Shade Cloth Suspension: After talking with other producers and extension specialists, we decided that a high-tunnel structure would be less intensive and more productive than simple shade cloth suspended directly over the field. We constructed 18’x30’ high-tunnel at all three sites. The tunnels were covered in 6 mil plastic and then covered with 39% white shade cloth.

Straw and Plastic Mulch: In the first year, we found that straw mulch made the high tunnel too hot because it reflected the sun back up and overheated the greens, the lettuces, and the workers. It was also too cumbersome and was unpleasant to work with in the summer heat. We also decided not to try the white plastic mulch, because in Year One we grew transplants for head lettuce production and in Year Two we switched to direct seeding for baby-greens salad ingredients. We didn’t know of a system for direct seeding into plastic mulch, so we simply direct seeded into bare soil.

Drip Irrigation: With direct seeding, we found that drip irrigation is inefficient in keeping the seeded areas damp and cool enough for good germination. (If the drip tape is not directly on top of the seeds, too narrow a band of soil in moistened and cooled and too many of the seeds don’t germinate.) In the second year, we started direct seeding in the afternoon and then using overhead misting/sprinkling to cool the soil, provide the seeds with a good damp seedbed, and take advantage of cooler nighttime temperatures. We watered this way daily until germination. We direct seeded lettuce varieties and Asian green varieties at each site, using overhead misting/sprinkling. All were harvested at baby size for salad mixes.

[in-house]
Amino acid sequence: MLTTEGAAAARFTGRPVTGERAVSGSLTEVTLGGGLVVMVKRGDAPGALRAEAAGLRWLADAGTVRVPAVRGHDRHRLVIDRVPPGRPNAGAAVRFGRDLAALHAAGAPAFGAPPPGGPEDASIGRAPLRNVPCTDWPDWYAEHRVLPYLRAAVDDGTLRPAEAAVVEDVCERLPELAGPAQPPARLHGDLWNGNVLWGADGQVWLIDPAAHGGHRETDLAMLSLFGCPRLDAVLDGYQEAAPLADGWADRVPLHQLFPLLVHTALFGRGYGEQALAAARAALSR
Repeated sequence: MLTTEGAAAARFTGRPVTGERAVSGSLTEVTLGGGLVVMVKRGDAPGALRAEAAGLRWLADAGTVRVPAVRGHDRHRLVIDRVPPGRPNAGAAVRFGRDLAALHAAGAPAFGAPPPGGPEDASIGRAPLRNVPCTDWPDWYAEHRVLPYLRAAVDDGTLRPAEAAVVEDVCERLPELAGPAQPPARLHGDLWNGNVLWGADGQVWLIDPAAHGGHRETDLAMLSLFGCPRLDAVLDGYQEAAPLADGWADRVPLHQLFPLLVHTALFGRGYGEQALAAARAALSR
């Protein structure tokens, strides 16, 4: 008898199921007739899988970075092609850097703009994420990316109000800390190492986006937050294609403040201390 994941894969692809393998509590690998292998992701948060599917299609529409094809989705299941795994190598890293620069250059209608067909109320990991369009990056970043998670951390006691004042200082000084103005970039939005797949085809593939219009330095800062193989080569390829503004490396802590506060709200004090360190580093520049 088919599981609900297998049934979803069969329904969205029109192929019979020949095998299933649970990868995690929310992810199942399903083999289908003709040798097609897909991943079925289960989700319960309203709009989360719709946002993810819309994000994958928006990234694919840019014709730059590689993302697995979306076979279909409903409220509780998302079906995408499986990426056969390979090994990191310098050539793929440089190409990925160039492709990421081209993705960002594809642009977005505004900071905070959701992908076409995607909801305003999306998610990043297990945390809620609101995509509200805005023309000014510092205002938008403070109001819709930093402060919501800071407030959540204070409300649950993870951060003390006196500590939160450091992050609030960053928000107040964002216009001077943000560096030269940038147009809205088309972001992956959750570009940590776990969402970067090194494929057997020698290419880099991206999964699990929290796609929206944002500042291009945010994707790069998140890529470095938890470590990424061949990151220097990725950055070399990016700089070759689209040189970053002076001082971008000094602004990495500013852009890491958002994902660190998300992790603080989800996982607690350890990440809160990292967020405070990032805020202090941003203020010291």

Katherine Kelly, Full Circle Farm, Ted Carey, K-State Research and Extension, Robbins and Jim Hail of Bear Creek Farms


Since this was a two year project supported by Organic Farming Research Foundation (first year) and SARE second year) we present results from two years of trials here. Summary results of 2001 trials are presented in Table 1, and indicate consistently higher yields of lettuce and leafy green crops grown in high tunnels than in open field plots. This translated into a higher value of lettuce and leafy green grown in shaded high tunnels than open field plots. Results of 2002 trials are presented in Figures 1, 2, and 3, and present yields from multiple plantings of lettuce and leafy greens at each location. At Bear Creek Farm (Figure 1), three plantings were actually made during the season but outside plots of the second and third plantings failed to establish and this produced no yield. At the K-State site (Figure 2), yield trends in shaded high tunnels were relatively consistently superior to open field plots. At Full Circle Farm (Figure 3), yields from shaded high tunnels were generally superior to those in open field plots during the first and second trials. However, data indicated markedly higher yields from open field plots in trials three and four. This does not coincide with our recollection of the trial results, so it is possible that a systemic error occurred during data collection, leading to a mix-up of inside and outside results.

The advantages of growing lettuce and leafy greens in shaded high tunnels as compared to the open field were almost immediately obvious to the cooperators at each location.
Shade-grown lettuce and greens grew larger, faster than their open-field-grown counterparts, and appeared to have consistently higher quality, being consistently cleaner (due to lack of rain splashing) and more succulent. In year 1, total yields from inside shaded high tunnels were consistently higher than from outside. At Full Circle Farm, the retail value of the harvest from the high tunnel was greater than the cost of materials to construct the high tunnel. At Bear Creek Farm and the K-State Research and Extension Center, the value of harvest came close to matching the cost of the tunnels. As these structures have an anticipated life expectancy of several years, it is remarkable that in a single season they come close to paying for themselves.

Table 1. Total lettuce and green planted and harvested, total harvest weight and value by farm, planting date and whether planted in shaded high tunnels or open field. Trials conducted during the summer of 2001.

We also sampled the varieties for taste and bitterness over the season and asked customers for feedback as well, and found that there was no perception of summer bitterness or toughness.